Mansego ML, Solar Gde M, Alonso MP, Martínez F, Sáez GT, Escudero JC, et al. Polymorphisms of antioxidant enzymes, blood pressure and risk of hypertension. J Hypertens 2011;29:492-500.  Back to cited text no. 10
    
11.
Watanabe Y, Metoki H, Ohkubo T, Katsuya T, Tabara Y, Kikuya M, et al. Accumulation of common polymorphisms is associated with development of hypertension: A 12-year follow-up from the Ohasama study. Hypertens Res 2010;33:129-34.  Back to cited text no. 11
    
12.
Kim TH, Hong JM, Oh B, Cho YS, Lee JY, Kim HL, et al. Genetic association study of polymorphisms in the catalase gene with the risk of osteonecrosis of the femoral head in the Korean population. Osteoarthritis Cartilage 2008;16:1060-6.  Back to cited text no. 12
    
13.
Hernández-Guerrero C, Hernández-Chávez P, Romo-Palafox I, Blanco-Melo G, Parra-Carriedo A, Pérez-Lizaur A, et al. Genetic polymorphisms in SOD (rs2070424, rs7880) and CAT (rs7943316, rs1001179) enzymes are associated with increased body fat percentage and visceral fat in an obese population from central Mexico. Arch Med Res 2016;47:331-9.  Back to cited text no. 13
    
14.
Vialykh EK, Solidolova MA, Bushueva OIu, Bulgakova IV, Polonikov AV. Catalase gene polymorphism is associated with increased risk of cerebral stroke in hypertensive patients. Zh Nevrol Psikhiatr Im S S Korsakova 2012;112:3-7.  Back to cited text no. 14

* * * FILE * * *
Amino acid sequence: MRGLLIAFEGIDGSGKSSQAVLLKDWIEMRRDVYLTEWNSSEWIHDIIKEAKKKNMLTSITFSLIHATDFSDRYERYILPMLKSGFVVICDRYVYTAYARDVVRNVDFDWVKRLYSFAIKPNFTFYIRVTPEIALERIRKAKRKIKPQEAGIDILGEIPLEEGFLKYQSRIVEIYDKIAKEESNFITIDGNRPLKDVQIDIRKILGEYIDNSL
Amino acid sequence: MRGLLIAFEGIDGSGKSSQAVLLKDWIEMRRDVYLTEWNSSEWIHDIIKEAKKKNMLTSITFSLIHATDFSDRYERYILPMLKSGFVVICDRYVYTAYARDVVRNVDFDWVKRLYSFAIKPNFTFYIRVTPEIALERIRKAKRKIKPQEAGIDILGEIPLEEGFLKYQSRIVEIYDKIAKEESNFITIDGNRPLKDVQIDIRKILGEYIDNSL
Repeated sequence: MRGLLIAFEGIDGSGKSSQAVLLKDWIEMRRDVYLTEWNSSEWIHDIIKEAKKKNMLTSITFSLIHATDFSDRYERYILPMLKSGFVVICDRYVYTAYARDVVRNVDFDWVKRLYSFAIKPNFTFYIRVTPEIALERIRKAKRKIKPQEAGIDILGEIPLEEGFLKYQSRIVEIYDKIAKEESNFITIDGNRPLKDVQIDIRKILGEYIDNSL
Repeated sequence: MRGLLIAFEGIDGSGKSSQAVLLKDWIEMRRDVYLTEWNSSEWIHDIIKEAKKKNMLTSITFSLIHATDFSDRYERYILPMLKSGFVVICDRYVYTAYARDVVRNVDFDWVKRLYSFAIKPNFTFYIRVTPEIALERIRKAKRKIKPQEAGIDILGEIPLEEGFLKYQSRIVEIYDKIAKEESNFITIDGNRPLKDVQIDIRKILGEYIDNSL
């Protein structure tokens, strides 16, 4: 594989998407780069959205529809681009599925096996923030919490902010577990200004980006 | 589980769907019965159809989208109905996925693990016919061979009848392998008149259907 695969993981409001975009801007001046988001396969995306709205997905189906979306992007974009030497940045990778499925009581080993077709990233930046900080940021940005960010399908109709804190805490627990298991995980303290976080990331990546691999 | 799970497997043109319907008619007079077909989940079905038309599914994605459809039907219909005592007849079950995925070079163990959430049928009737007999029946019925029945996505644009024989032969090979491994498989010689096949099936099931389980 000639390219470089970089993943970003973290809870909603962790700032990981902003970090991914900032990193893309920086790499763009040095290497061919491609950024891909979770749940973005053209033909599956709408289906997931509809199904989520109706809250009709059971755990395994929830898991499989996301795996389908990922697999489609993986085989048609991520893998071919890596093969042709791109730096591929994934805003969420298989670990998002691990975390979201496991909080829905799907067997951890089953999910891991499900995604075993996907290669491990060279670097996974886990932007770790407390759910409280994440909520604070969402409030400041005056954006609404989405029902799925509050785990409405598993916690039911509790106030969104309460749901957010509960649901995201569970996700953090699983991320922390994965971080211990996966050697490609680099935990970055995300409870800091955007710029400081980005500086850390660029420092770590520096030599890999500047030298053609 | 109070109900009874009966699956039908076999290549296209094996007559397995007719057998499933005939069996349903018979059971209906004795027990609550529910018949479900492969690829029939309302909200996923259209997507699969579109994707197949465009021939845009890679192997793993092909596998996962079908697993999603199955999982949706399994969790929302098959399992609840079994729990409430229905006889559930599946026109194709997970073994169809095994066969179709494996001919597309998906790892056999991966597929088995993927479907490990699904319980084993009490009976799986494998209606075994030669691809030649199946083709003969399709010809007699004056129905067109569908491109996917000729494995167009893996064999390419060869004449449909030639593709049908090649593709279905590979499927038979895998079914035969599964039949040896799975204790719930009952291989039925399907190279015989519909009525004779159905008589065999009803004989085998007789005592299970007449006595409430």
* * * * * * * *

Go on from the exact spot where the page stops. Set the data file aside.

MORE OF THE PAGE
15.
Kouremenos N, Zacharopoulou IV, Triantafyllidi H, Zacharopoulos GV, Mornos C, Filippatos G, et al. Genes and genetic variations involved in the development of hypertension: Focusing on a Greek patient cohort. Hellenic J Cardiol 2014;55:9-16.  Back to cited text no. 15
    
16.
Kolusari A, Kurdoglu M, Yildizhan R, Adali E, Edirne T, Cebi A, et al. Catalase activity, serum trace element and heavy metal concentrations, and Vitamin A, D and E levels in pre-eclampsia. J Int Med Res 2008;36:1335-41.  Back to cited text no. 16
    
17.
Mistry HD, Gill CA, Kurlak LO, Seed PT, Hesketh JE, Méplan C, et al. Association between maternal micronutrient status, oxidative stress, and common genetic variants in antioxidant enzymes at 15 weeks' gestation in nulliparous women who subsequently develop preeclampsia. Free Radic Biol Med 2015;78:147-55.  Back to cited text no. 17
    



 
 
    Tables

  [Table 1], [Table 2]